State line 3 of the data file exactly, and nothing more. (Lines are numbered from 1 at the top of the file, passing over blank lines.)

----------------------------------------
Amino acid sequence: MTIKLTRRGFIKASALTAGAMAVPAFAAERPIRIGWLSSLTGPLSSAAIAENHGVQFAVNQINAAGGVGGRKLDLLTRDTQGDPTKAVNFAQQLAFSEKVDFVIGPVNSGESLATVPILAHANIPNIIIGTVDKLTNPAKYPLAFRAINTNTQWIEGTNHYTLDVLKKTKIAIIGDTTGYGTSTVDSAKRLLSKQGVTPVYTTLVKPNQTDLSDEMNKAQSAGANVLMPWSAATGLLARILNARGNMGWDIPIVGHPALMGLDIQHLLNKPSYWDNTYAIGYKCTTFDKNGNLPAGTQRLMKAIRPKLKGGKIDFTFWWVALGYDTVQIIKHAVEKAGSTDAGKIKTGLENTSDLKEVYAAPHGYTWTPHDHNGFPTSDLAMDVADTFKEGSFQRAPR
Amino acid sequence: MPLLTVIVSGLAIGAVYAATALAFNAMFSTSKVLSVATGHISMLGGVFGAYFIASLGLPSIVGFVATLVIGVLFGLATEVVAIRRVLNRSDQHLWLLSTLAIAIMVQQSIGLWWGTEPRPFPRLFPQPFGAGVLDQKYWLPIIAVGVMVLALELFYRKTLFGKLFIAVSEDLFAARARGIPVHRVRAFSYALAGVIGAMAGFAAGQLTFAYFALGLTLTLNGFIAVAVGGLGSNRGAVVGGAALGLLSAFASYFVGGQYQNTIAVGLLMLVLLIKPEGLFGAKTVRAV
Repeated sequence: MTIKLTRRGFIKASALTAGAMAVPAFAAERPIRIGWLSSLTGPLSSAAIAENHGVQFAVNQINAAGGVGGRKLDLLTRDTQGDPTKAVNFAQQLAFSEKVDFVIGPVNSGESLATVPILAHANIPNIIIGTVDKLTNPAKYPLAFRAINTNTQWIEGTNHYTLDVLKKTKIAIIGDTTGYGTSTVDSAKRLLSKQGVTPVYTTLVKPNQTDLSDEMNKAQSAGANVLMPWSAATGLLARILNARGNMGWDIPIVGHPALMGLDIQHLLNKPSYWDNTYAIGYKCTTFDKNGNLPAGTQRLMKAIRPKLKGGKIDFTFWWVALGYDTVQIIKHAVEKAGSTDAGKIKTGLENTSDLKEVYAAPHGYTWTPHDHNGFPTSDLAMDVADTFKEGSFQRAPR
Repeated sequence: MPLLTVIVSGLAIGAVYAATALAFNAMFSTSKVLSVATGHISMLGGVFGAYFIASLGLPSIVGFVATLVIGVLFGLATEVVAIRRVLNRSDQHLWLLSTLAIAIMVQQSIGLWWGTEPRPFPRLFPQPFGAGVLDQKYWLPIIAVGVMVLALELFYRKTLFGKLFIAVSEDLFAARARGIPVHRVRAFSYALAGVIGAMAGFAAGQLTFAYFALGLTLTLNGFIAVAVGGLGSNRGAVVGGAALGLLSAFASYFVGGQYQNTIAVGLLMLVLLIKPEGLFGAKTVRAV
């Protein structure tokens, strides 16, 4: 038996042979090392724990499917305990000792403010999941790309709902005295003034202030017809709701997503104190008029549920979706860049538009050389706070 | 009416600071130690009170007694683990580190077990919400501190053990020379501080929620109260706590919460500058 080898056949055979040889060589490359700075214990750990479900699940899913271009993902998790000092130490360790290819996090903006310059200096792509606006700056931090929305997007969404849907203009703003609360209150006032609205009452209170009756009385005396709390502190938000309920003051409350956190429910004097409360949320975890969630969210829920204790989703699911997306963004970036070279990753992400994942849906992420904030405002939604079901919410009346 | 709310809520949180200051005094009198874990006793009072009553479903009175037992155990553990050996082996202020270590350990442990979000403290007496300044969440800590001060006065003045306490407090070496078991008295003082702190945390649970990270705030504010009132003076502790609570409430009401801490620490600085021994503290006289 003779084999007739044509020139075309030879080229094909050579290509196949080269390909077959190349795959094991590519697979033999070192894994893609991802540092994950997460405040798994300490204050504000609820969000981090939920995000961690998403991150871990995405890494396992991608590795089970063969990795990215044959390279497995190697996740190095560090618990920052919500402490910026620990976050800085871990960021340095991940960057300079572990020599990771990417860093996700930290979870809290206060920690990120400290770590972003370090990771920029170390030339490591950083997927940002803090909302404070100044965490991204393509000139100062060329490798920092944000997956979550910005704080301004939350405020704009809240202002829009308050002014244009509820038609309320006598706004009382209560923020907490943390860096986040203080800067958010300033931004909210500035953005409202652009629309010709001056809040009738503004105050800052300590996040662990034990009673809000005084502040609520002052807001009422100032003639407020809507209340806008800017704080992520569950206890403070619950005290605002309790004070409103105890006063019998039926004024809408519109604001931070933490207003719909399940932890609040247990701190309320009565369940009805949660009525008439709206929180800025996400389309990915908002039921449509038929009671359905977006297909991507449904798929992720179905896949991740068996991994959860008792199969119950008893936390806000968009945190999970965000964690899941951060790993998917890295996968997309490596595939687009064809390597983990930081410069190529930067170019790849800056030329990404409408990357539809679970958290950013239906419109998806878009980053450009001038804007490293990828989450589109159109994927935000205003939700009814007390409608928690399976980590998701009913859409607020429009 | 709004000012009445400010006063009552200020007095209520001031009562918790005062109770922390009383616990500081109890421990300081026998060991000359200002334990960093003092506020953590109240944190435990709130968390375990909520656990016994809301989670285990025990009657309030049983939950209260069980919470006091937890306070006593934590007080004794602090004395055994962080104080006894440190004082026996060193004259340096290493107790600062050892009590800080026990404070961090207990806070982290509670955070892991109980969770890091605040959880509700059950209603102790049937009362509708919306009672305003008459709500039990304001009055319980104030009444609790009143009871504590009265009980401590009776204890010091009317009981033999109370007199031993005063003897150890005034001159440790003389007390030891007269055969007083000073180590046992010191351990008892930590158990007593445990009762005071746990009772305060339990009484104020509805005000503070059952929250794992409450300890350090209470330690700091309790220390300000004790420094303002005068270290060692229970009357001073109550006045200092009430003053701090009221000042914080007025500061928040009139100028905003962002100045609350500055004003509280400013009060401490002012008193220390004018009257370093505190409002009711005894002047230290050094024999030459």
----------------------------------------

Repeated sequence: MTIKLTRRGFIKASALTAGAMAVPAFAAERPIRIGWLSSLTGPLSSAAIAENHGVQFAVNQINAAGGVGGRKLDLLTRDTQGDPTKAVNFAQQLAFSEKVDFVIGPVNSGESLATVPILAHANIPNIIIGTVDKLTNPAKYPLAFRAINTNTQWIEGTNHYTLDVLKKTKIAIIGDTTGYGTSTVDSAKRLLSKQGVTPVYTTLVKPNQTDLSDEMNKAQSAGANVLMPWSAATGLLARILNARGNMGWDIPIVGHPALMGLDIQHLLNKPSYWDNTYAIGYKCTTFDKNGNLPAGTQRLMKAIRPKLKGGKIDFTFWWVALGYDTVQIIKHAVEKAGSTDAGKIKTGLENTSDLKEVYAAPHGYTWTPHDHNGFPTSDLAMDVADTFKEGSFQRAPR